Mastery of Knowledge & Skills - Claim 3:
Literacy - Writing with Evidence
Students probe the text of the "Narrative of Fredrick Douglass,” in order to accurately find substantial support to back their claim on the paradox of education. Students collect evidence on this important theme in the work, using post-its to capture quotes in perspectives on both sides of the argument.
Analyzing High-Leverage Evidence
Once students have collected evidence throughout the book, they analyze these quotes in order to sort them by different perspectives and identify high-leverage evidence to support both sides of the argument. Students use a table to document location, quote, gist, context, and how the evidence would be best used to back the particular claim. Students do this for both perspectives.
Practicing Evidence Based Writing
Students learn the value of going back to the text, increasing understanding of each perspective, and linking quotes to claim. Students choose a perspective and dissect a quote practicing writing with evidence.
Writing the Argument Essay
The prompt reads: Although Frederick Douglass understands that the only path to freedom, both for himself and fellow slaves, is through learning to read, write, and have an educational base to build on, he is at the same time disgusted with education because it causes him to understand the full extent of the horrors of slavery. At one point, he states, “It [education] opened my eyes to the horrible pit, but offered no ladder upon which to get out”.
Using this quote as a starting point, students choose a position from which to write their argument supported by evidence. They make their claim considering if Douglass ultimately views education as the most important thing or as something that is fraught with danger and disappointment.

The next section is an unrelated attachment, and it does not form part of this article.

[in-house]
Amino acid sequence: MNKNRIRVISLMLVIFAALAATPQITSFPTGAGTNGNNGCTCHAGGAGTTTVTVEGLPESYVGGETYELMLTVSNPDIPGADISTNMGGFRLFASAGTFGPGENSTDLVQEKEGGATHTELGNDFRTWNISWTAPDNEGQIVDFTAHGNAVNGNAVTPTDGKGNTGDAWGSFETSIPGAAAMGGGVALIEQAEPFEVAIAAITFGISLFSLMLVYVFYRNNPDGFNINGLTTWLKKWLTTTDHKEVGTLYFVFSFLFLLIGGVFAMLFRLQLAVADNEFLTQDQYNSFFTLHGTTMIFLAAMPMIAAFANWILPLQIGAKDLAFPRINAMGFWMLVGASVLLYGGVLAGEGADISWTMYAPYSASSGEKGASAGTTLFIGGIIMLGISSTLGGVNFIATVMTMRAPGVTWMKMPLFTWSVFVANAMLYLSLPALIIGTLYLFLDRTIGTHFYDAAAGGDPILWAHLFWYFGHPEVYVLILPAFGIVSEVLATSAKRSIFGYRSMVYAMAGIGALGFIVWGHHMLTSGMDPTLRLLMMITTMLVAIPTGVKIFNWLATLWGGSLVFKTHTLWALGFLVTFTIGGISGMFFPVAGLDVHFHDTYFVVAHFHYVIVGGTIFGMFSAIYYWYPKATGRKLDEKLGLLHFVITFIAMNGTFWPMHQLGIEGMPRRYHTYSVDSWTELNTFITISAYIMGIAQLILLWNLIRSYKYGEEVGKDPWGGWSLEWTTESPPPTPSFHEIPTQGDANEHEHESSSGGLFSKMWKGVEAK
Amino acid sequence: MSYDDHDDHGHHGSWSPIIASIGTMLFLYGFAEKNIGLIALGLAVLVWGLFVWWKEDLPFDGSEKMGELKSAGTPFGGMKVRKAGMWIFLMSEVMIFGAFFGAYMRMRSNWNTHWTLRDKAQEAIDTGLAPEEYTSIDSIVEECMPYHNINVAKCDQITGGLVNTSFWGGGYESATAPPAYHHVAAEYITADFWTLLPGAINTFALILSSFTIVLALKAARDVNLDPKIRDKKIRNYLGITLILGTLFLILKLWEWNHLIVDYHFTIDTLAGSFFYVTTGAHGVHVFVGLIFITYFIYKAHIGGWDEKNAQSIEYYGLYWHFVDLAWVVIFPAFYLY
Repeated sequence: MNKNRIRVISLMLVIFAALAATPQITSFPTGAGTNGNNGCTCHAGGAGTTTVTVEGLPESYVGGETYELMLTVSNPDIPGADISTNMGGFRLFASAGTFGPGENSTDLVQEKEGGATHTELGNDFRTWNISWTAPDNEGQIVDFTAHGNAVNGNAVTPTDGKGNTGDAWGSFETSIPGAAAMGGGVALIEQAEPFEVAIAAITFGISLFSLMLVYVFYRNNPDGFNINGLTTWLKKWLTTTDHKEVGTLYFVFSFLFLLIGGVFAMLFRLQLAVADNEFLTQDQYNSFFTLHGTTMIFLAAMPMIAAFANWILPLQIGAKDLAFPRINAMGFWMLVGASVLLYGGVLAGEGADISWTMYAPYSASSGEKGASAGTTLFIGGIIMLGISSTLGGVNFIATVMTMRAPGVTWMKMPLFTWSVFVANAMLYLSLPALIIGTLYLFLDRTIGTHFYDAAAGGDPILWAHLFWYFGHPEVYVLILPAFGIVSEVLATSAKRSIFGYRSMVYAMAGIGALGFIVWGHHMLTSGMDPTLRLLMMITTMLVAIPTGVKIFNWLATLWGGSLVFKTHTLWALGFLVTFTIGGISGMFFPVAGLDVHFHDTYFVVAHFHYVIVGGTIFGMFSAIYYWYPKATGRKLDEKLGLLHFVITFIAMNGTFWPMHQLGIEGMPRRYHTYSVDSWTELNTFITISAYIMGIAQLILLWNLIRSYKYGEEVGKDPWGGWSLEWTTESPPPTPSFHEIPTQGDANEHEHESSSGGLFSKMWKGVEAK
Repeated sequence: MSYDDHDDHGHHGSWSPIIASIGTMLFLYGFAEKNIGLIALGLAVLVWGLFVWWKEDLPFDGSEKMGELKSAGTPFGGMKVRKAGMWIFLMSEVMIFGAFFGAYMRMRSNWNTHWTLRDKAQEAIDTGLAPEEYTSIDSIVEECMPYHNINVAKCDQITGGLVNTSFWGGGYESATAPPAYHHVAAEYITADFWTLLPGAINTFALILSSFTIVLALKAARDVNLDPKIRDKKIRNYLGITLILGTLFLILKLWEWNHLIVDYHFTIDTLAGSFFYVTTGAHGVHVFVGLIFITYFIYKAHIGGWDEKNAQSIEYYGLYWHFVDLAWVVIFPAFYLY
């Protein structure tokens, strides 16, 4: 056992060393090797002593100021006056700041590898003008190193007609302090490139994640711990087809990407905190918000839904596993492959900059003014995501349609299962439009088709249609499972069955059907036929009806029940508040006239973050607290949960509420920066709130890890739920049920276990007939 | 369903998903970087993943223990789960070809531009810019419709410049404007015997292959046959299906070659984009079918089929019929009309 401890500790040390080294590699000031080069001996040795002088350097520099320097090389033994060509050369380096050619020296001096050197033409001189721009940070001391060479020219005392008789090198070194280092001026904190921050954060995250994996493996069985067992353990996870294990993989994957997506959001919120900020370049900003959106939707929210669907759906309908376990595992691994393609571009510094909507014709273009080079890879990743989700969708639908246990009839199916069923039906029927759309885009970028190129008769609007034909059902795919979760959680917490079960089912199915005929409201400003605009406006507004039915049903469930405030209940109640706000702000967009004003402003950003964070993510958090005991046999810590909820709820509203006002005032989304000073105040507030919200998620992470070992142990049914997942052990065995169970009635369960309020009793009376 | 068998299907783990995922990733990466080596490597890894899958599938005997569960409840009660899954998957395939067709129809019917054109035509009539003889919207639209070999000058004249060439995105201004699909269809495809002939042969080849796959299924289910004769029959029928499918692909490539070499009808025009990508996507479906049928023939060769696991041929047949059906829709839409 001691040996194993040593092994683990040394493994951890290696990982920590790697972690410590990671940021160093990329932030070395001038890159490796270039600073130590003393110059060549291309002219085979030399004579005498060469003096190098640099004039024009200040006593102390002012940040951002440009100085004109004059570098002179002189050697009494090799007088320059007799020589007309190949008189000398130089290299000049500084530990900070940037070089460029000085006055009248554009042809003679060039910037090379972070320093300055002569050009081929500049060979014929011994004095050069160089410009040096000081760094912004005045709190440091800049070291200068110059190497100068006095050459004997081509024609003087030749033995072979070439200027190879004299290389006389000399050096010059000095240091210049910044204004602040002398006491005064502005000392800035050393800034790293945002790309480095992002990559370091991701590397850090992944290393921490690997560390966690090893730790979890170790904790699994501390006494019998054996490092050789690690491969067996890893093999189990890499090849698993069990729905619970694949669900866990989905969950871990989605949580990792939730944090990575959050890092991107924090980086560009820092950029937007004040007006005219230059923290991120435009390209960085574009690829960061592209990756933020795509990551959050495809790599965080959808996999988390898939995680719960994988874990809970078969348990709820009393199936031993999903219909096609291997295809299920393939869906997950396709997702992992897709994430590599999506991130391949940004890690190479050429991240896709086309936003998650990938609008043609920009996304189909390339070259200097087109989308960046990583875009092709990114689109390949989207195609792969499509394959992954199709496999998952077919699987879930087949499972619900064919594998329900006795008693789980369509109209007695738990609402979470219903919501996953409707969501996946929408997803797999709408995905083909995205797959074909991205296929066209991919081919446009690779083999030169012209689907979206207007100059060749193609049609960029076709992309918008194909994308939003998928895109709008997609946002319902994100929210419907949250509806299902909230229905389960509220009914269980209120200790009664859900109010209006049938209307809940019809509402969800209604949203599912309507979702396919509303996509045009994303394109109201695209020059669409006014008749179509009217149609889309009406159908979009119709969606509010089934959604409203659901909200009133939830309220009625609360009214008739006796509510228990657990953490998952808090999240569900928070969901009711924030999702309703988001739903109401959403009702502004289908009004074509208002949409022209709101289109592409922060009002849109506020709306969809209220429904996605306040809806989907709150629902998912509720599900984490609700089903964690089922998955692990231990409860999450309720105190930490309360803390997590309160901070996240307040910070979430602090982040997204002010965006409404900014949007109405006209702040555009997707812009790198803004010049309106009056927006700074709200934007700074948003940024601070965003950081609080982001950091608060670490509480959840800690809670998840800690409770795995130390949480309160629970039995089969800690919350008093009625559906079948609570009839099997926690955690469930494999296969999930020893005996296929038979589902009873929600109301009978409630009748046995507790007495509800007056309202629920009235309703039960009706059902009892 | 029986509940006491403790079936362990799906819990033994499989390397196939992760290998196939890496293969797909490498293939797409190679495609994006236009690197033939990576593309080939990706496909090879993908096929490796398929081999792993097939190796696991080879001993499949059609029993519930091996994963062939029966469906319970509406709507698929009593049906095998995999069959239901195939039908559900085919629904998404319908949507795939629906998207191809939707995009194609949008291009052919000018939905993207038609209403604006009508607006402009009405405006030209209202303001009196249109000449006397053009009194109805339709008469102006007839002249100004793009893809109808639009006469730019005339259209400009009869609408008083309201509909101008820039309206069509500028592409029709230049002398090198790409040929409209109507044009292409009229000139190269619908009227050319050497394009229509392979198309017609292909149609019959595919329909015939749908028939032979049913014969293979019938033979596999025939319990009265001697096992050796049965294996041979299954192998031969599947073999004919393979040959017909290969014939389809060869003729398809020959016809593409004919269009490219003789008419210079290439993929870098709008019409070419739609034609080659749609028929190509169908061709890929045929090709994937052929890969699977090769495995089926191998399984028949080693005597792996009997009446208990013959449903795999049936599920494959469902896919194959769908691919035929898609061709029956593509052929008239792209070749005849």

Students organize with detail solidifying understanding and emphasizing the importance of using evidence to support their claim.
Students understand the expectations by dissecting and using the rubric throughout the process.
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The Fredrick Douglass Essay - An Argumentative Paper in 8th Grade Humanities
by Phoebe Schaab (REALMS Humanities Teacher)
Throughout all three years at REALMS students focus on tasks that embrace writing with evidence and grappling with complex texts. Our goal is to give students the ability to develop tools for approaching these complex texts and then justifying their understanding with evidence. This is our last opportunity before they enter high school to inspire students with the confidence and skills they need when tackling a seemingly “impossible” text. I want them to be tenacious and recognize that this higher order thinking skills must be grasped.
8th graders start the year by reading a challenging essay and applying the Close Read Protocol (initially learned in 6th grade) with an emphasis on using evidence to support their understanding of the text. As the year progresses, students dig deeper into the skills required to write with evidence, culminating with a challenging assessment based on an analysis of Frederick Douglass’ autobiography, The Narrative of the Life of Frederick Douglass.
Throughout this independent assessment, students analyze the theme of education in Douglass’ autobiography and collect evidence related to that theme. They learn what it means to make a claim and justify it using textual evidence. Students then practice creating an argument from multiple perspectives on the claim and discover that they can be successful as long as they support it with strong, relevant evidence.
In preparation for the assessment students select evidence for both sides of the argument and organize a plan to begin the writing process. Students are then assigned one side of the argument and tasked with writing an essay using evidence to prove their claim. They complete this complex task independently. A task like this requires well-developed higher order thinking and literacy skills combined with an unrelenting determination.